Fitz traces the grain of the table with his fingernail, trying to think of some neutral topic of conversation. Everything in his head is too big, too loaded, too much.
Everything had seemed so promising. Right after Skye and Mack left to take care of Coulson and the other TAHITI patients, he and Simmons had turned to each other and asked “Tea?” in unison. They'd grinned at each other, and, for a second, she'd looked like Jemma again, all eye-contact and no discomfort.
He thinks if he had a video camera, he would be able to isolate the exact frame when she remembered, because her face just fell, right before she forced it back under control – the perfect example of a stiff upper lip. Suddenly she was all forced jollity, her voice just a smidgen too high as she turned to lead the way to the kitchen.
So now, here they are, facing each other over a teapot, and heading into their third minute of oppressive silence.
Jemma keeps stirring her tea every ten seconds or so, even though she doesn't take sugar. Like she can't help herself.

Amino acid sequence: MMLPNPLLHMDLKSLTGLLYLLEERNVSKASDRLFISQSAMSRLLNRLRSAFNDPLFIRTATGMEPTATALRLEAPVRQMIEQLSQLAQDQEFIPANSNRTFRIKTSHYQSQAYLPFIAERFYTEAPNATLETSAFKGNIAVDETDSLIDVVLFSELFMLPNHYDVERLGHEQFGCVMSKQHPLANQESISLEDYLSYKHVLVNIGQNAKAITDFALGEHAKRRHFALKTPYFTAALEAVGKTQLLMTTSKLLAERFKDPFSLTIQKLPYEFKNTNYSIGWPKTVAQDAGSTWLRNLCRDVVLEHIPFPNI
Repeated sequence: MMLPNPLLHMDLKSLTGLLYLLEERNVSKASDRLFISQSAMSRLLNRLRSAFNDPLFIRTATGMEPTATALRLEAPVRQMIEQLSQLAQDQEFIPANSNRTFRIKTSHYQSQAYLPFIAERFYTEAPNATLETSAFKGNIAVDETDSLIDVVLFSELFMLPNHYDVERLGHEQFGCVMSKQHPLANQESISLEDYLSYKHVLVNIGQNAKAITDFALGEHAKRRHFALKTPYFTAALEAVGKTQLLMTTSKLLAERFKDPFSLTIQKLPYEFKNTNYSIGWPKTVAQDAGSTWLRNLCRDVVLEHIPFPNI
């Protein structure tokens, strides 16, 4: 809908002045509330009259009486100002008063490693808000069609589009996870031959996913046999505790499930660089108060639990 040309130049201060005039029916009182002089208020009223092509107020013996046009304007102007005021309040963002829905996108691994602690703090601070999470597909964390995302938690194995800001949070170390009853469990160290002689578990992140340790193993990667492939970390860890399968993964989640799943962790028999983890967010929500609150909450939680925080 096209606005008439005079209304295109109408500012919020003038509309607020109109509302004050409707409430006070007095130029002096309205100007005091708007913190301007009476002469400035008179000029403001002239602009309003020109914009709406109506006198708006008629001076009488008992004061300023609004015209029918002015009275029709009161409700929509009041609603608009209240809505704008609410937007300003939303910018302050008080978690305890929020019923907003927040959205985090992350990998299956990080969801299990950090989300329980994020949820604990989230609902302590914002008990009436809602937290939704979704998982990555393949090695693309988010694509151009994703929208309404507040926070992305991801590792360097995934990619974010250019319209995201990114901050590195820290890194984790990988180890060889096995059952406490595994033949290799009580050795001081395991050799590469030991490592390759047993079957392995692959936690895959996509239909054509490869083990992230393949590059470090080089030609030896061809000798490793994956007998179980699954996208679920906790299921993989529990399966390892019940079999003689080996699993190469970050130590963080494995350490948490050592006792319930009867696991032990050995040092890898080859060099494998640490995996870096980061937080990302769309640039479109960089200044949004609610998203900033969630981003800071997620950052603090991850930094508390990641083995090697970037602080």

“I hope Skye's okay,” she says, so suddenly that he only just manages not to jump.
He keeps looking at the table, because he knows what he'll see if he looks at her, and he's tired of the reminders of what he's lost. “She'll be fine. She's a badass field agent now,” he reminds her. “And she has Mack there for backup if she needs him.”
“Yes, well what?” he asks. And this time he does look up, because he knows he didn't mistake that tone, but needs to see if her face matches. It does – lips pursed and an expression of mingled defiance and condescension in her eyes. She looked the same way the first time they argued over bench-space in the lab at the Academy. (And okay, yes, she was right that time, he was using more than his share. By 7 millimetres, as it turned out when she finally forced him to measure it.) But he doesn't know what she thinks she's right about this time.
“Nothing really,” she says airily, and he just knows he's not going to like whatever comes next.
“It's just that Coulson would have had a much smaller head start if it weren't for Mack wasting his time playing video games instead of watching the Vault feed.”
He can feel himself gaping. Normally he'd be blaming the aphasia, but he's pretty sure that this time he's just the regular kind of speechless.
Jemma doesn't seem to notice, because she just carries right on. “And, really, how well do any of us know him, anyway?”